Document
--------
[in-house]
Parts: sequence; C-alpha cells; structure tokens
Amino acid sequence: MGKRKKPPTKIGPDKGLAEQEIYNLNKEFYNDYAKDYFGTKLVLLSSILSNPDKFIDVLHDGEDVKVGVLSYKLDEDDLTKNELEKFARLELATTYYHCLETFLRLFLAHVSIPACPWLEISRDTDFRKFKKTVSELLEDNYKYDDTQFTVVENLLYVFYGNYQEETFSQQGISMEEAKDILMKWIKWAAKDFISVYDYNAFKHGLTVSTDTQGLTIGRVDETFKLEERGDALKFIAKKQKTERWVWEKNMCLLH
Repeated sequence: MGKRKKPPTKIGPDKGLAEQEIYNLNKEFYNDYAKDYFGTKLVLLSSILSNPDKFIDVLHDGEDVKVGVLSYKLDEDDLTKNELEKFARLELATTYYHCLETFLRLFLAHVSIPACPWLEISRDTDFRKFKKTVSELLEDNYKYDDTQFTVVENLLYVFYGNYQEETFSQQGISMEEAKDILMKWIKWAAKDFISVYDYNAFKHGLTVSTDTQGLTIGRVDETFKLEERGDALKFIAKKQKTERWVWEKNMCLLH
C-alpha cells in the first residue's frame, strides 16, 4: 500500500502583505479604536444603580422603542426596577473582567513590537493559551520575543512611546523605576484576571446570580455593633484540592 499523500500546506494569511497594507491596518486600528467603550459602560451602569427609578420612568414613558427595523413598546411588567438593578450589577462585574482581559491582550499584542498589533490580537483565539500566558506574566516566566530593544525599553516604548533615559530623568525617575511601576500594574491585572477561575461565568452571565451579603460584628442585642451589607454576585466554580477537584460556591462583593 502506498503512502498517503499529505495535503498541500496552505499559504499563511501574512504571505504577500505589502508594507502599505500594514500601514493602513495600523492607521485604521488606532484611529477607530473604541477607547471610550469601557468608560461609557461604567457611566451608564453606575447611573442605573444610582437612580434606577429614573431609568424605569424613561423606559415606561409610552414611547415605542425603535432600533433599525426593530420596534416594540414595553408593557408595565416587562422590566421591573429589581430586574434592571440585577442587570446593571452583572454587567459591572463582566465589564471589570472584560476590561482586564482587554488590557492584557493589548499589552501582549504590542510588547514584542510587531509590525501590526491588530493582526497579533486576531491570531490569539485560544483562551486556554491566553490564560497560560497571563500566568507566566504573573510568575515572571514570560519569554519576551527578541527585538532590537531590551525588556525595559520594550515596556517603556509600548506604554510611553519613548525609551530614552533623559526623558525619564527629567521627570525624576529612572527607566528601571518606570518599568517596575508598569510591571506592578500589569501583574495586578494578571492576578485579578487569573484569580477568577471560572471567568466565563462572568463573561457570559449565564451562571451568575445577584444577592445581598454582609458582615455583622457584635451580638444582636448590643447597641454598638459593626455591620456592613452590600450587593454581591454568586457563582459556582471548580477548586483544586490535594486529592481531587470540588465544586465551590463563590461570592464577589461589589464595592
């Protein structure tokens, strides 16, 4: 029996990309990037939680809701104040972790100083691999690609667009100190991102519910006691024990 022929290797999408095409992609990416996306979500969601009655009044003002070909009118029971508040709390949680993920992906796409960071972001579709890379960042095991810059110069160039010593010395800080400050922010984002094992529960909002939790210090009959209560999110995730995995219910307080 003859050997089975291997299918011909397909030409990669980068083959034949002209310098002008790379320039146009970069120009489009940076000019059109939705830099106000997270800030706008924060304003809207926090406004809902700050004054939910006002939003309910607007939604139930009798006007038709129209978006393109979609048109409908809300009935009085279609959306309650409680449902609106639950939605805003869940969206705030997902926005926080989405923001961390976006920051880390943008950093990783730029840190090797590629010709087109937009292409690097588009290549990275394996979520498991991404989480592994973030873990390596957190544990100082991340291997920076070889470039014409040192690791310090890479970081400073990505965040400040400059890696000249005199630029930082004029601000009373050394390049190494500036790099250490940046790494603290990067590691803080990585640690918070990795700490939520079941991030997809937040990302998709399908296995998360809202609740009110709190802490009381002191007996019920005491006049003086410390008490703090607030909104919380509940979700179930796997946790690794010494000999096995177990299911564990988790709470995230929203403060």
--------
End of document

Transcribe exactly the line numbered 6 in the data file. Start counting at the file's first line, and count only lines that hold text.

């Protein structure tokens, strides 16, 4: 029996990309990037939680809701104040972790100083691999690609667009100190991102519910006691024990 022929290797999408095409992609990416996306979500969601009655009044003002070909009118029971508040709390949680993920992906796409960071972001579709890379960042095991810059110069160039010593010395800080400050922010984002094992529960909002939790210090009959209560999110995730995995219910307080 003859050997089975291997299918011909397909030409990669980068083959034949002209310098002008790379320039146009970069120009489009940076000019059109939705830099106000997270800030706008924060304003809207926090406004809902700050004054939910006002939003309910607007939604139930009798006007038709129209978006393109979609048109409908809300009935009085279609959306309650409680449902609106639950939605805003869940969206705030997902926005926080989405923001961390976006920051880390943008950093990783730029840190090797590629010709087109937009292409690097588009290549990275394996979520498991991404989480592994973030873990390596957190544990100082991340291997920076070889470039014409040192690791310090890479970081400073990505965040400040400059890696000249005199630029930082004029601000009373050394390049190494500036790099250490940046790494603290990067590691803080990585640690918070990795700490939520079941991030997809937040990302998709399908296995998360809202609740009110709190802490009381002191007996019920005491006049003086410390008490703090607030909104919380509940979700179930796997946790690794010494000999096995177990299911564990988790709470995230929203403060």